The next phase in the Bitcoin revolution will be the standardization of the exchanges where in fact the coins are traded. Bitcoin happens to be in the open West prospector days of its evolution. The world has agreed that a Bitcoin provides a stored measure of value in the same way that silver and gold have through the entire ages. Like gold and silver, Bitcoin is worth what the other person is willing to pay you for it. It has resulted in cheating since trading began. Crooked scales and filled ore all became portion of the norm as both the miners and the assayers sought to pad their bottom lines. This led to governmental oversight and the creation of centralized exchanges.

The Bitcoin dream has been to police its own community and remain beyond the physical scrutiny of any global government. The Utopian dream was shattered per month ago when Mt. Gox, undoubtedly the largest Bitcoin exchange, turn off due to a security breach and theft of around $300 million worth of Bitcoin. Customers who had Bitcoin on deposit with Mt. Gox still do not know how much they’ll get back. The problems at Mt. Gox lay bare the cyber security argument. Surprisingly, Bitcoin as a currency shows remarkable resilience. This resilience could very well be just the boost had a need to legitimize the currency and the lean towards governmental involvement that could actually help this fledgling store of value soar to its mainstream potential.

The timing of the Mt. Gox incident may end up being a boon for the currency. Tera Group, out of Summit New Jersey, already had proposed a bilateral agreement to the Commodity Trading Futures Commission (CFTC) to begin with trading Bitcoins by way of a swap-execution facility or, centralized exchange. The vast majority of commercial currency trading is performed through swaps agreements which is why we follow the commercial traders in our own trading. A swap agreement is basically an insurance policy that provides a guaranteed value at a specific point in time to safeguard against currency fluctuations. It’s what the commodity exchanges are founded on. The swap markets will be the superhighways of the financial industry. They process massive volumes while collecting a small toll on each transaction. Therefore, the cost on the average person swap is small but the sheer volume of swaps processed makes it an enormous revenue source for all of the major banks.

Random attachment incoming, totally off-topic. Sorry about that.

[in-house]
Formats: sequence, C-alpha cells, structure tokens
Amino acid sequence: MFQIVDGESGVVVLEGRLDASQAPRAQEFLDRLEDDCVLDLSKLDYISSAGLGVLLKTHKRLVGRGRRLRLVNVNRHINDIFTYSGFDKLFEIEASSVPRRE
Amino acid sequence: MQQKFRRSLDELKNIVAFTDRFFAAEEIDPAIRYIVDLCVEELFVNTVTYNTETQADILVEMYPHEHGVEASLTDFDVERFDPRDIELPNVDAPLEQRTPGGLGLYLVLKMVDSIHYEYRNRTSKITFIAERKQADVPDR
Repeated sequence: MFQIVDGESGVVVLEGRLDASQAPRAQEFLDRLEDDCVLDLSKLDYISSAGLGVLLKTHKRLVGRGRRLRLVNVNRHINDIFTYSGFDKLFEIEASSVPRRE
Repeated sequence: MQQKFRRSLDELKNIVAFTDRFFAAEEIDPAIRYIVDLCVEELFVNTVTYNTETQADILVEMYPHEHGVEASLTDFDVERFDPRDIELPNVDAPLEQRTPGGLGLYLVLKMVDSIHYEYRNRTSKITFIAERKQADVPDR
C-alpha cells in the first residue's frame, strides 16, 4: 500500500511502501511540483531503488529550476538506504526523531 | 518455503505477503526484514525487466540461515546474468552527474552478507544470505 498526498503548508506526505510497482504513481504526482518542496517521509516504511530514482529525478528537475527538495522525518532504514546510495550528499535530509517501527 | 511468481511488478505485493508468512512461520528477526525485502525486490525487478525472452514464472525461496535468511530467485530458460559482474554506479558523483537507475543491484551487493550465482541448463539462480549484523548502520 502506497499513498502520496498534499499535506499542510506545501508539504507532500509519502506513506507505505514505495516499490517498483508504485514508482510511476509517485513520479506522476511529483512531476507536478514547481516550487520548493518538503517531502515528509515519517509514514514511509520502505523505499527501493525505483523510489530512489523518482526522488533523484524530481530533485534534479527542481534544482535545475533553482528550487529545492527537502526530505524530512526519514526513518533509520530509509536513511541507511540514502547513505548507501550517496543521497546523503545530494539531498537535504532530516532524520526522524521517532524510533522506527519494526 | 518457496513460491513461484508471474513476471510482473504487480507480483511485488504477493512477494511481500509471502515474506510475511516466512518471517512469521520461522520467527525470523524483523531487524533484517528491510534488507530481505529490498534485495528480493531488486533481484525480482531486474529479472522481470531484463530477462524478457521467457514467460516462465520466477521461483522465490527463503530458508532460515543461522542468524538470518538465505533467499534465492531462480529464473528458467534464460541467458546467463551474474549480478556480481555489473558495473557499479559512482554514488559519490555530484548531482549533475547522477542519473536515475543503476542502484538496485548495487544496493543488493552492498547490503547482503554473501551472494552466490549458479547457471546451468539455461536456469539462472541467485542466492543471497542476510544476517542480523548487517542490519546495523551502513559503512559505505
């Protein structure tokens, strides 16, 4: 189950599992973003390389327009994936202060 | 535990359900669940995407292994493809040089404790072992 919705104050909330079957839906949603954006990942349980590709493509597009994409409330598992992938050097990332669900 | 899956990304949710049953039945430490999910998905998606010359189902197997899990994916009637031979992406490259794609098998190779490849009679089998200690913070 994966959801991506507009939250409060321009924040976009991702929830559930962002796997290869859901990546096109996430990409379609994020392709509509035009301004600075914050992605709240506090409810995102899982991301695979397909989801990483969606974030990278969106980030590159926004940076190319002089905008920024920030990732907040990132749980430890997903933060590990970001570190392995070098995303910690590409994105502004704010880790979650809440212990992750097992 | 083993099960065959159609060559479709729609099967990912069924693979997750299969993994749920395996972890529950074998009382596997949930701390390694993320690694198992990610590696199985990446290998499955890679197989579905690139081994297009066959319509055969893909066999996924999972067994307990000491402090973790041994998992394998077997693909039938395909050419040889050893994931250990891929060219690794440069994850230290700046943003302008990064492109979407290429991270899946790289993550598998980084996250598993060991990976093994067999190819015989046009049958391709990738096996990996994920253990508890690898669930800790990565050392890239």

The CFTC has yet to touch upon Tera Group’s proposal. We commented in November that Bitcoin had transcended novelty status and that the revenue pool was becoming too big for global banks to ignore. Bitcoin’s resilience when confronted with the Mt. Gox debacle is really a testament to the energy of a worldwide grassroots movement. Bitcoin must have plunged across the globe as owners of Bitcoins tried to exchange them for hard currency. The market’s response turned out to be very orderly. While prices did fall across the board, the market seemed to understand that it was a person company’s problem and was therefore confined to Mt. Gox customers’ capability to get their money out. Due to this fact, Bitcoin prices have stabilized around $585. That is well off the December most of $1,200 but very close to the average price going back six months.

The last coincidentally timed piece of the structural transformation from Bitcoin as an anarchist, alternative store of value that exists beyond your institutionalized financial industry to being integrated into that same economic climate is its ability to be taxed by the offline governments it was developed to circumvent. The Internal Revenue Service finally decided enough will do and it wants its cut. The IRS has declared Bitcoin as property instead of currency and is therefore at the mercy of property laws instead of currency laws. This enables the IRS to obtain their share while legitimizing the need for a central exchange to see value. In addition, it eliminates arguments with the U.S. Bitcoin Revolution Site and Congress over legal tender issues. It’s simply valued as an excellent which might be exchanged for other goods and services, barter.

Bitcoin is really a global marketplace executing transactions on an electronic network. That sounds a lot just like the forex markets. Industry regulators and the banking industry are going to quickly discover that the failure of Mt. Gox did more to encourage the average person resolve of global Bitcoin users rather than ending this upstart’s existence. Private users of Bitcoin will clamor for the government to protect its folks from crooked exchanges in the same way farmers were cheated in the grain trade of ancient Egypt or gold and cattle by assayers and stockyards in the Wild West. Tera Group could be in the right place at the right time with the right idea as Bitcoin could have proven itself to be self-sustaining at the retail level. Institutional and legal structures are being put in place to keep its evolution because the financial industry is left to determine how to monetize it.